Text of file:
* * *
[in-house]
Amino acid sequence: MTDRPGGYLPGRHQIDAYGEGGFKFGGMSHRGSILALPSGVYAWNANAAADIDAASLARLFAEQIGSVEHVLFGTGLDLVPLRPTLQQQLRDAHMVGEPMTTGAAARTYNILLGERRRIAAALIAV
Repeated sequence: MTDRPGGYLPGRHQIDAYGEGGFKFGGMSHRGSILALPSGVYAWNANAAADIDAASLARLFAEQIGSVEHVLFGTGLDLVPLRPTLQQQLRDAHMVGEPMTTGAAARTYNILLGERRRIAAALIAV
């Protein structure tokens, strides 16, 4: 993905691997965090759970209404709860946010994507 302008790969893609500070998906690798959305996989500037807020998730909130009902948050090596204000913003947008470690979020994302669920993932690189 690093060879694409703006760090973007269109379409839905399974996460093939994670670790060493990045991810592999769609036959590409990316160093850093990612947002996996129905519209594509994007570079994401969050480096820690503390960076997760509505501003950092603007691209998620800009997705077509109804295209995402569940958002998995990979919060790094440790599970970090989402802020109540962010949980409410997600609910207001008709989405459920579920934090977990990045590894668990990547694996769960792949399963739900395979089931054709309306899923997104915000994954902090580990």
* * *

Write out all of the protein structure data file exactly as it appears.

[in-house]
Amino acid sequence: MTDRPGGYLPGRHQIDAYGEGGFKFGGMSHRGSILALPSGVYAWNANAAADIDAASLARLFAEQIGSVEHVLFGTGLDLVPLRPTLQQQLRDAHMVGEPMTTGAAARTYNILLGERRRIAAALIAV
Repeated sequence: MTDRPGGYLPGRHQIDAYGEGGFKFGGMSHRGSILALPSGVYAWNANAAADIDAASLARLFAEQIGSVEHVLFGTGLDLVPLRPTLQQQLRDAHMVGEPMTTGAAARTYNILLGERRRIAAALIAV
């Protein structure tokens, strides 16, 4: 993905691997965090759970209404709860946010994507 302008790969893609500070998906690798959305996989500037807020998730909130009902948050090596204000913003947008470690979020994302669920993932690189 690093060879694409703006760090973007269109379409839905399974996460093939994670670790060493990045991810592999769609036959590409990316160093850093990612947002996996129905519209594509994007570079994401969050480096820690503390960076997760509505501003950092603007691209998620800009997705077509109804295209995402569940958002998995990979919060790094440790599970970090989402802020109540962010949980409410997600609910207001008709989405459920579920934090977990990045590894668990990547694996769960792949399963739900395979089931054709309306899923997104915000994954902090580990």